The mere mention of variable annuities is enough to set off a heated discussion among financial advisors. Below excerpts from our discussion boards about our coverage of a report from the Insured Retirement Institute. To join the discussion, click here.
Are there ANY VA's that pay on an annual basis? What is the typical advisor compensation model?
by Bradly T.
Coz - the three I use (among top 10 in every anual "favorite of indie's" list) all offer multiple payouts including all up front and no trails, 1% up front with 1% annual and everything in between. They also offer CDSC cycles of 0, 4, and 7 years with 7 years being the least costly for investor and best payout for rep. None changes M&E or rider costs based on rep's comp choice. To date all "cheap" VAs (fairly new and being built for RIAs) do NOT offer any (or many) meaningful advantages to funds/brokerage other than tax deferral (a nonissue for IRAs of course). Top 10 VAs all offer significant death benefits, current and future income benefits, dozens of fund/subaccount spectrum choices from dozens of vetted and top shelf third party managers, DCA, rebalancing, spousal continuation options, and more (all of which does require significant and personalized planning and education) - none of which is available from any brokerage or mutual fund.
Client liquidity and use of appropriate riders per client situation are critical compliance issues. Our firm rarely invests over 30-35% of total portfolio in a VA and often concentrate equity risk of total portfolio allocation into VA contracts for future income bucket allocation. BUT (and this is a BIG but) - most of our clients assets are tax qualified. Putting nonq dollars in a tax deferred vehicle invested in tax favored equities IS problematic.....you are deferring a lower tax into a higher tax (ordinary income) if NOT an IRA.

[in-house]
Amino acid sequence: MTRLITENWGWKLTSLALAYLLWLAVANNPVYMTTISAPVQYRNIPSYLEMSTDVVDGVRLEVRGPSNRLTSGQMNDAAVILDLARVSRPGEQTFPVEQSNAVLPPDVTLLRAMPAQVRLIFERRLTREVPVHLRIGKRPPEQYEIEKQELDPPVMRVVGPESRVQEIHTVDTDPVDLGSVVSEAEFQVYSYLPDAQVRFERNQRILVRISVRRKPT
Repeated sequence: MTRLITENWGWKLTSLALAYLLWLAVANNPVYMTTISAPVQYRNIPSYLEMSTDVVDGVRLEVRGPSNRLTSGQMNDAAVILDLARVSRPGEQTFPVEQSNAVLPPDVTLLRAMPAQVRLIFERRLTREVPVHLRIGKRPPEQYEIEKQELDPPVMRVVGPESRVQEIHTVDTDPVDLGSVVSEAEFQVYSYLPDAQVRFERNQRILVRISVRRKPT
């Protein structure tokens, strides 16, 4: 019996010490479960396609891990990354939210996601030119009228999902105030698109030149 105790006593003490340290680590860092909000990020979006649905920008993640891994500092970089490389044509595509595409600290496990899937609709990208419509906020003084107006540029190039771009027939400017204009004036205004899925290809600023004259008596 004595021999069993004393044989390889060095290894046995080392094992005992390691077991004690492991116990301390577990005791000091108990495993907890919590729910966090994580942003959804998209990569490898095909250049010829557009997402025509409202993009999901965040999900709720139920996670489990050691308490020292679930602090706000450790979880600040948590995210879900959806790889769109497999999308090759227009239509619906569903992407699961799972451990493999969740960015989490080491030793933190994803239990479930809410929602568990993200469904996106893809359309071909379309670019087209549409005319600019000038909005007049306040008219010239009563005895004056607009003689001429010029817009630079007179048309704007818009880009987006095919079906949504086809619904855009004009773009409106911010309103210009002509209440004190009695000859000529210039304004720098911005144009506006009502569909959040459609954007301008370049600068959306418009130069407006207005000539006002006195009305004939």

These contracts have lots of moving parts and significant tax implications, including IRD for nonqs (generation tax transfers have potential negative impact on beneficiaries in higher tax brackets). They can be a powerful and flexible financial tool when used and designed appropriately.....and a horrible and expensive trap when not. Know your carrier, know your product, know your client......FIRST!! Even our old friend Nick Murray endorses their use....but believes their only real value is investor behaviour managers for equity concentration portfolios - "whatever keeps 'em in the market!" No doubt you'll hear some dissenting voices on my opinion.....but I've used them for 20+ years - delivered plenty of death benefit step ups and kept nervous nellies in-market and witnessed excellent performance. When they work, nothing else can possibly deliver what they do. Otherwise, clients pay premiums to transfer risk never realized....the risk retained is the premium paid (contract costs) for the risk insured but not incurred.
by B Smith
LOLOLOLOLOL. Wow. Is this a joke?
by Bradly T.
No, the value of VAs is no joke....as academic studies have much empirical evidence to support their cost-value and their behavioral-finance outcomes (including a positive impact on MonteCarlo simulations). Indeed, many naysayers of a decade ago have changed their tune....including many advisors in the RIA space who still have significant issues with cost and form of compensation. The investing market place is evolving. RIAs are also embracing and demanding (and getting) limited partnerships, nontraded REITs, MLPs, REG Ds, and other types of securities, rebuilt (with par discounts and no commissions) for managed accounts as a way to broaden the market spectrum for their investors.....this is bad? Or simply supply responding to demand?......from the RIA community.
The M&E and rider costs in the stripped/bare bones VAs available now for RIAs are provided by the same insurers who offer more robust features for reps but these products are being upgraded already with far more selection to come. The primary differences in these two similar products for the two distinct channels can be illustrated by the Swiss Army knife: the RIA model is the same chasis with 2 knife blades and a corkscrew while the commissioned model has 4 knife blades and a dozen tools in a larger chasis....same manufacturers, same quality, but very different features and functions. The simple fact is more features and functionality cost more.....regardless of compensation to reps or advisors. Cheaper annuities are cheaper for the same reason cheaper cars are cheaper.